After years of being billed as a panacea to the mess of our political system, there is a lot set in store by these elections. The Local Self-Governance Act of 1999 had been termed a very comprehensive document in terms of granting authority down the line. But the Maoist insurgency ensured that we could not experience its full implementation. The 2015 constitution has expanded the scope of local bodies even as the administrative units have become much larger and there are now many more municipalities. One can only hope that the dysfunction that became so apparent with the all-party mechanisms after 2007 will not be repeated, at least not everywhere.
One of the main achievements of this election, however, will be years in the making. The mandatory election of one woman and one Dalit woman from all village and municipal wards across the country is going to gradually change the composition of political leadership. There will be detractors who will view these, in many instances, upcoming women leaders as no more than mouthpieces for their parties, or proxies for their male relatives. But, as the Indian experience with Panchayat Raj has shown, the women will eventually assert their authority and come into their own within a few years.
The election of women is also significant on the social front since it represents yet another blow against patriarchy. More important perhaps will be the emancipatory effect of being elected—not nominated—to a position of authority on that group of women who are perhaps the most downtrodden of all—Madhesi Dalit women. They will be role models to thousands of girls and women from similar backgrounds, which is likely to have consequences much more far-reaching than any awareness campaign will ever have.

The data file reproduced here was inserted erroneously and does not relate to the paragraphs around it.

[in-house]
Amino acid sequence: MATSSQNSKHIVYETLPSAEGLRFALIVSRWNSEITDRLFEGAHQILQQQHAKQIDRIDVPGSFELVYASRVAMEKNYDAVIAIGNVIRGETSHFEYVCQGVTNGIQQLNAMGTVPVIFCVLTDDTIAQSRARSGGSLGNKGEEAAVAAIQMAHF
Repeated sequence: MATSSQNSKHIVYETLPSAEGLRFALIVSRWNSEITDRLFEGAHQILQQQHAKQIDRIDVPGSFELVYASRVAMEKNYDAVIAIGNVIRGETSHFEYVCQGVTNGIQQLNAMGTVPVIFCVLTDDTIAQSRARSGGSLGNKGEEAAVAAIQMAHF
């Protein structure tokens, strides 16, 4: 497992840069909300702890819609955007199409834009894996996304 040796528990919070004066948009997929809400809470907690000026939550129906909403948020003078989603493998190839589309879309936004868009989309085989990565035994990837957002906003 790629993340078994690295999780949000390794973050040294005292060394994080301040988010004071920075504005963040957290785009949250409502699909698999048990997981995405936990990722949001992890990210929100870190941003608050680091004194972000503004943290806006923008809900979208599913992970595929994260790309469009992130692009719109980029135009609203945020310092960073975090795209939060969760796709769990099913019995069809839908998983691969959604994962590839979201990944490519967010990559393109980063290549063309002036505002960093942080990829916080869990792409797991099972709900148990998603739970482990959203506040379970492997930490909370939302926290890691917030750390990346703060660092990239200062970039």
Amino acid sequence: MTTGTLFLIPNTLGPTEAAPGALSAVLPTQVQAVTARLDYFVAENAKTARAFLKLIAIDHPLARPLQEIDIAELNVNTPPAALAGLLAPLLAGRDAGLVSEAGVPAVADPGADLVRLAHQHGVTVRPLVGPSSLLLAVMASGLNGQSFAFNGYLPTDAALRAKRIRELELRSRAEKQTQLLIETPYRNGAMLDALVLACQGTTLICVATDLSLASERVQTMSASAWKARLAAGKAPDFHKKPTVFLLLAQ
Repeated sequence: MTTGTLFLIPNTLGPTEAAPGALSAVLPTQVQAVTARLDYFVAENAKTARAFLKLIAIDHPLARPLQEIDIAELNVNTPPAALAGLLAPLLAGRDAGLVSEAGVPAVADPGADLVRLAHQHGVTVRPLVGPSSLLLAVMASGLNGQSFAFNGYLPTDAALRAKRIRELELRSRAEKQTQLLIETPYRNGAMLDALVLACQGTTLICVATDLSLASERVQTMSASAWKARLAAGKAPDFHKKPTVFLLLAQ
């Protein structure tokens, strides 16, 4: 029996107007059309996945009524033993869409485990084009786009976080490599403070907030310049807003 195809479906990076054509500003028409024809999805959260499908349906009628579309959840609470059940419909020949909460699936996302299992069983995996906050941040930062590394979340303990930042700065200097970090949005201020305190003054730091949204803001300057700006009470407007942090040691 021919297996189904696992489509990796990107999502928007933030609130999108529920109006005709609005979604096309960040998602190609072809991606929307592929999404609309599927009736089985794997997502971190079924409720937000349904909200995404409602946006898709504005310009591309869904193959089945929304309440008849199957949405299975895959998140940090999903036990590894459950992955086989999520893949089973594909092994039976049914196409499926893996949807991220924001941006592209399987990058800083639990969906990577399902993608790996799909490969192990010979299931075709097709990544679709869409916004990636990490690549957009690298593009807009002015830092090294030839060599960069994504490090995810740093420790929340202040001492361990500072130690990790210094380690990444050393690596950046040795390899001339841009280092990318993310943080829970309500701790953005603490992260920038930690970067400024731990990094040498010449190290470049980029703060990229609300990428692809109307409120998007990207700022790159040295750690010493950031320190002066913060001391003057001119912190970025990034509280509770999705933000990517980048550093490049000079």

Country of minorities
A related but little noticed aspect of the election was the government’s finally deciding who constitutes the minorities in Nepal. The notification was published in late April with the express purpose of facilitating the local election as per the Local Level Election Act 2017, which provides for compulsory representation of minorities in village and municipal assemblies. Accordingly, of Nepal’s 125 caste and ethnic groups, those with less than 0.5 percent of the population as per Census 2011 have been designated as minorities. That definition has given us 98 such groups in total, ranging from the Kalwar, who make up 0.48 percent of the population, to the Kusunda at 273, a proportion too small to even register in numbers with two digits following the decimal. With that out of way, we will now have to find a way of rephrasing the truism that we are a country of minorities, for we are now a country of numerical minorities as well as officially designated minorities.
The one quibble I had about the election was the size of the ballot paper (in Kathmandu at least) and the difficulty of handling it. Since anyone eligible can stand for elections, there is little the Election Commission can do about the number of candidates. But it could at least recognise that the electorate could do with some assistance such as printing the name of the candidate next to the symbol that stands for them. When Nepal’s first general election was held in 1959, the literacy rate was less than 10 percent and symbols were the only way in which voters could distinguish among the candidates. Sixty years later, literacy is around 70 percent and yet we continue to be infantilised and asked to choose from a maze of sketches that together act to create optical illusion. One certainly hopes things will improve next year.
Published: 18-05-2017 08:51